UPDATE: UA student who contracted rare disease overseas is returning homePosted: Updated:
U of A student, Kara Dunn, who got sick while abroad, will be coming home according to her GoFundMe page. Her flight home will be covered by insurance.
According to her friend Sarah Schwyhart - while Kara is still paralyzed from the waist down, she is awake, breathing on her own and talking a bit.
While her flight is covered, according to the GoFundMe page, her family is still in need of assistance on medical bills.
A University of Arizona student is fighting a life-threatening illness abroad as her friends and family are working to bring her back home.
Kara Dunn, a soon-to-be junior physiology student in the UA Honors College, was three days into her summer vacation in Spain when she was suffered a sudden paralysis and was rushed to the hospital with a rare autoimmune disorder.
Kara's college roommate, Sarah Schwyhart, remembers the first message she received of the news.
"I mean, I didn't think she was going to make it. Which is hard. Because she's my best friend. Not just a roommate," Schwyhart said.
In a posting on the GoFundMe page set up for Kara, her brother stated that the onset of the disorder was surprising and quick.
"Just the night before, Kara started feeling ill and had tingling sensations in her hands and face. She decided to sleep it off but woke up the next morning unable to move. At the hospital, she was sedated and intubated for severe pneumonia, which further complicated her condition," Ryan Dunn stated.
Her friends were stunned to learn what had gone wrong.
"We just started researching literally everything we could find about it on the internet, which was great and also really scary," said Rachel Schwyhart, Sarah's twin and Kara's friend.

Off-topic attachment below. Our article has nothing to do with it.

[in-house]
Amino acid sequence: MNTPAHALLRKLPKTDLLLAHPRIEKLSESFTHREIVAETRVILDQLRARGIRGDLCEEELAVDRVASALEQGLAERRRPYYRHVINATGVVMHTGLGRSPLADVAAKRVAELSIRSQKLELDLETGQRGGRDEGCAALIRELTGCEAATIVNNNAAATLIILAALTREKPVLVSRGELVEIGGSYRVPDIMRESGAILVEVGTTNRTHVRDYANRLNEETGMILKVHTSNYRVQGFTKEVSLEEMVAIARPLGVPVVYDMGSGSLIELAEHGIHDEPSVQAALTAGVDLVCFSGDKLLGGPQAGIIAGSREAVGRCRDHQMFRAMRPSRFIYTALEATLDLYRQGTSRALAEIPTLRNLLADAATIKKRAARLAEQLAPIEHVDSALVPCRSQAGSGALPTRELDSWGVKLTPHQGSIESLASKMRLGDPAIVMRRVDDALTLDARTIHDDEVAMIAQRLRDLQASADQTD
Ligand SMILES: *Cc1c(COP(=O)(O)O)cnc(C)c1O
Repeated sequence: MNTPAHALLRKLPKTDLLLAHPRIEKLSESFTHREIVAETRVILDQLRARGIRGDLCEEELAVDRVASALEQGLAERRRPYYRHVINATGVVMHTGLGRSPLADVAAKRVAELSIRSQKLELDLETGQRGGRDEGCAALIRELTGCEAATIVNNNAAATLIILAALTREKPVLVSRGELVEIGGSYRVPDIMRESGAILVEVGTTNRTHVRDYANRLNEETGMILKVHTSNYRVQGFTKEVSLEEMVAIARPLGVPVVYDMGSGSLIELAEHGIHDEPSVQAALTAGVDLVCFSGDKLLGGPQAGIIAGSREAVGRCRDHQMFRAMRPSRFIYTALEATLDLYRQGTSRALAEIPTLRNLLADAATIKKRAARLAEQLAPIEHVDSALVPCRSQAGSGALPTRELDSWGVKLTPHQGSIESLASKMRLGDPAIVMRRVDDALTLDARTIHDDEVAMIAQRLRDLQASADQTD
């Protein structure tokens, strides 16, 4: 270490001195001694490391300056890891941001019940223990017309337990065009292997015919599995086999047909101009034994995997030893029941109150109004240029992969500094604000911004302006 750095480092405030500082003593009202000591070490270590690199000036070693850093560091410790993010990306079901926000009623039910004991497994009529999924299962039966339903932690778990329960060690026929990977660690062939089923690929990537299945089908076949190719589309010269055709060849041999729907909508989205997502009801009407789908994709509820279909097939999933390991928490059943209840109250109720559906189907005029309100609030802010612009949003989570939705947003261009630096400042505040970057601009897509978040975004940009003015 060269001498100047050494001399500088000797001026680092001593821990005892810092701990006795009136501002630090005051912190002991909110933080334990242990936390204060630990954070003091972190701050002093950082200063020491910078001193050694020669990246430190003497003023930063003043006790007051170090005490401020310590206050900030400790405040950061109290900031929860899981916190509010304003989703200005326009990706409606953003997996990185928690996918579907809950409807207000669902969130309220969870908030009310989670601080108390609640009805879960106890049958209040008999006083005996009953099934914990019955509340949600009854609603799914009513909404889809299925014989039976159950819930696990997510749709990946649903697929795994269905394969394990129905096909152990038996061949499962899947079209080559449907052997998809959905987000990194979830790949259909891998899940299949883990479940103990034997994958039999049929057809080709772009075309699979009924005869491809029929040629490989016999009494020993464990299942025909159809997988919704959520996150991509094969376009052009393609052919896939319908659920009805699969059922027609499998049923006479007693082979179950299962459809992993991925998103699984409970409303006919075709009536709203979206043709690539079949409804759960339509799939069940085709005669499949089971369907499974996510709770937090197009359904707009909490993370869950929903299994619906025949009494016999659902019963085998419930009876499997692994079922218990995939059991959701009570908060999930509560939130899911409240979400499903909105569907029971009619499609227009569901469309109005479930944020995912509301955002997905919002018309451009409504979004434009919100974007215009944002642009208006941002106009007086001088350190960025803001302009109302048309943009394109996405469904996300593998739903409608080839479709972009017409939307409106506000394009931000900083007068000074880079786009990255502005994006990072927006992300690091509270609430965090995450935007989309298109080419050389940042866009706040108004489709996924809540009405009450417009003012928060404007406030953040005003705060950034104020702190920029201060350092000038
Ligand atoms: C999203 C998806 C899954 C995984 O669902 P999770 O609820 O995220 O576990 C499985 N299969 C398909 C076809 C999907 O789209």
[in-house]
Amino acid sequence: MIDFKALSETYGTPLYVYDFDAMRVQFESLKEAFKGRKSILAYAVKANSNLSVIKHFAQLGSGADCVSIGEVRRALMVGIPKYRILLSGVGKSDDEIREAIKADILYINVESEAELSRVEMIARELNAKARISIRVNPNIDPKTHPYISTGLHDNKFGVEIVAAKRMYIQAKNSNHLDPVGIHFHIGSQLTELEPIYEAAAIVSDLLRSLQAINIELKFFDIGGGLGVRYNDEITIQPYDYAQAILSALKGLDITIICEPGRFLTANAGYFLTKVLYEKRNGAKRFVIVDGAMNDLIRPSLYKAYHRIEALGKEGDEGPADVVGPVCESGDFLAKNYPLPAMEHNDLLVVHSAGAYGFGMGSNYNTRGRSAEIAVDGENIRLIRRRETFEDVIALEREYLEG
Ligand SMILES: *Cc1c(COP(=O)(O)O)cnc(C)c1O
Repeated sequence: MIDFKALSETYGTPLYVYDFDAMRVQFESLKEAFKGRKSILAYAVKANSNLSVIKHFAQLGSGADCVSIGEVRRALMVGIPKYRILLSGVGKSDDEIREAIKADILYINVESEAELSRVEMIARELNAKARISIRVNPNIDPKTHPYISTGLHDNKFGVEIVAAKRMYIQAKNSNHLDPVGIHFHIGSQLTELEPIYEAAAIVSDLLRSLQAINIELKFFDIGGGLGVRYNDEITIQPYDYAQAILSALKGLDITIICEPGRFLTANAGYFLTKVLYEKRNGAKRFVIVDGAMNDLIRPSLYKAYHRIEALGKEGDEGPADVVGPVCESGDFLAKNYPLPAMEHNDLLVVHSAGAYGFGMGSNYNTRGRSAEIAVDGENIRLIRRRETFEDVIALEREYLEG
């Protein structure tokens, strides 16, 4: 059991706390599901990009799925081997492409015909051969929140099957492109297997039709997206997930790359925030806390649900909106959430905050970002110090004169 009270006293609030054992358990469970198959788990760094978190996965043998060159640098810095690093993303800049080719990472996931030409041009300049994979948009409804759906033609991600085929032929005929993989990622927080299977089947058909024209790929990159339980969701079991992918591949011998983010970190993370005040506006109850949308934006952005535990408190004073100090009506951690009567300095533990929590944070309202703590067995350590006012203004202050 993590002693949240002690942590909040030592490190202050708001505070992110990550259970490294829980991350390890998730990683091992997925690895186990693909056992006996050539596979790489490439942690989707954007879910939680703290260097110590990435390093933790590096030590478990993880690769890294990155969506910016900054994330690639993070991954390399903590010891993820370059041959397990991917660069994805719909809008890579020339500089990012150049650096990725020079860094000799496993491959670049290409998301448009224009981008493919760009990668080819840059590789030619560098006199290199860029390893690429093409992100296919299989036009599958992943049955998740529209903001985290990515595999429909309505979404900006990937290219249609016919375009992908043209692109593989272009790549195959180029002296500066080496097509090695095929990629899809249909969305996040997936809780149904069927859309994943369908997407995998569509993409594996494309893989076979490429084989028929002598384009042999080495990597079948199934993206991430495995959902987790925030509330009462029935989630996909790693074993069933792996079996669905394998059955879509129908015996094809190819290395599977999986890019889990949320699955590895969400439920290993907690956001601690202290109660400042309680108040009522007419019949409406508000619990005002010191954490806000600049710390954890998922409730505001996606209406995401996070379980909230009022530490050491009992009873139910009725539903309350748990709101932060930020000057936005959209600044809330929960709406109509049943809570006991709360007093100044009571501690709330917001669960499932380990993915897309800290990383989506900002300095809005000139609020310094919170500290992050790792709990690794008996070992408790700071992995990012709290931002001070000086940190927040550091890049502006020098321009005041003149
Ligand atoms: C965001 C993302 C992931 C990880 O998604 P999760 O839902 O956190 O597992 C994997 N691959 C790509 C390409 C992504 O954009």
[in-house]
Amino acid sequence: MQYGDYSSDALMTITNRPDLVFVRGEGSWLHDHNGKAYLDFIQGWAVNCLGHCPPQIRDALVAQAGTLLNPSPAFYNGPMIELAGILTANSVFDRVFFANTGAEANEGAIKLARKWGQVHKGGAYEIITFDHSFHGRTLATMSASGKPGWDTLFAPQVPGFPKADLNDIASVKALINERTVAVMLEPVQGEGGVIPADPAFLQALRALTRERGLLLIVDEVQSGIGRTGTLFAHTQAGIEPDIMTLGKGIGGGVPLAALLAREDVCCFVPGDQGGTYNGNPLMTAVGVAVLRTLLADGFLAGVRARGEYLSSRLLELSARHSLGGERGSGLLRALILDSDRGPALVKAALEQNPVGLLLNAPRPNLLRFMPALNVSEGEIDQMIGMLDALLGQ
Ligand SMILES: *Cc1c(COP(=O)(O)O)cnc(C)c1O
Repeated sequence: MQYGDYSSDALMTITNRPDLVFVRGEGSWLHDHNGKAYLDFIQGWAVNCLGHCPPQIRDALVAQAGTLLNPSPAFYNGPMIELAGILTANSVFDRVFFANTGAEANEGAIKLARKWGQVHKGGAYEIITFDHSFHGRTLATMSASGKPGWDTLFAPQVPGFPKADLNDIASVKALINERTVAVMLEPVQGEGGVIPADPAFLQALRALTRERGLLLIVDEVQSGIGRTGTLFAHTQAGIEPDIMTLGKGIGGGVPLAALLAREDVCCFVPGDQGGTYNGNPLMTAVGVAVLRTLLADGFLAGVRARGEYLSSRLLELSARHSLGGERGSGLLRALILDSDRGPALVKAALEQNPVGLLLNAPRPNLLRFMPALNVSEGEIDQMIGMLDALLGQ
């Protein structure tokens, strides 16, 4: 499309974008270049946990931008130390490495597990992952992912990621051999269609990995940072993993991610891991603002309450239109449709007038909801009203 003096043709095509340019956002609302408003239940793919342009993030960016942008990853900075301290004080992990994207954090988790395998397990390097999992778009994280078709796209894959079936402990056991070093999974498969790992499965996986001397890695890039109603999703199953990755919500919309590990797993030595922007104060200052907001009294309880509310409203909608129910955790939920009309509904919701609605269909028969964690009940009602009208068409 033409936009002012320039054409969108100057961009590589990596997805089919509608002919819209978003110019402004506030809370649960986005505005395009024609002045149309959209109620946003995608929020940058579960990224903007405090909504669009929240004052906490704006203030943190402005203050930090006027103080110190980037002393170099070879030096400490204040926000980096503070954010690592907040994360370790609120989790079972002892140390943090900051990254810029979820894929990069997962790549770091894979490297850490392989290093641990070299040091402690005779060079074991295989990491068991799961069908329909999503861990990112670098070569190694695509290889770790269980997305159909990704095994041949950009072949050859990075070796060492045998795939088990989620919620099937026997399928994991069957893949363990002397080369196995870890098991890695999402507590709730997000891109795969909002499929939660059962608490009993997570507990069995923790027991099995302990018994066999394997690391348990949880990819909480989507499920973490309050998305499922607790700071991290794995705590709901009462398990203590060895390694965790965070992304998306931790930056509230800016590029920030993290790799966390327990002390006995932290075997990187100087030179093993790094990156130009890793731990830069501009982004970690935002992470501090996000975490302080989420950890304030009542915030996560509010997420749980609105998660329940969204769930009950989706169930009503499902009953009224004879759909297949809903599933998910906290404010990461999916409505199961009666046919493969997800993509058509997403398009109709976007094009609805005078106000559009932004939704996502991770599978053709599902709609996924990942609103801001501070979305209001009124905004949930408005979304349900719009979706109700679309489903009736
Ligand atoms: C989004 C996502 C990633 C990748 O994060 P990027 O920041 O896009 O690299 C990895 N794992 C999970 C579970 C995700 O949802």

It's scary because it's rare and there's no cure.
The disorder is known as Guillain-Barré Syndrome, where your body's immune system attacks your nerves, according to the Mayo Clinic.
The syndrome is rare, afflicting only about one person in 100,000, with fewer than 20,000 cases per year, according to the National Institute of Neurological Disorders and Stroke.
"Weakness and tingling in your extremities are usually the first symptoms. These sensations can quickly spread, eventually paralyzing your whole body. In its most severe form Guillain-Barre syndrome is a medical emergency. Most people with the condition must be hospitalized to receive treatment," the Mayo Clinic web page explains.
"Honestly, I think the first thing was shock. We, absolutely, could not believe what is happening," said Kara's friend and classmate, Jessica Kirkham. "We felt absolutely helpless. We're like, 'She's on the other side of the world. We have no idea how we're going to help her.' We were so far. We were aching for the family. We're aching for ourselves and our friends. It was brutal."
Kara's brother and mother are reportedly in Spain to give her the support by her bedside. They said they are working to bring her back to Arizona for continued treatment in the next few weeks.
Kara's friends explained that her medical insurance will cover much of the treatment but won't cover the medical transport and emergency support aid needed to get her safely to the United States.
Sarah Schwyhart is doing what she can here at home.
"She's made progress every day. Small steps. It's really great to know that she's getting better and that people are caring and supporting her and helping her get better," Sarah said. "So that's what makes me feel very excited about the future for her."
Support Kara Dunn on GoFundMe: CLICK HERE
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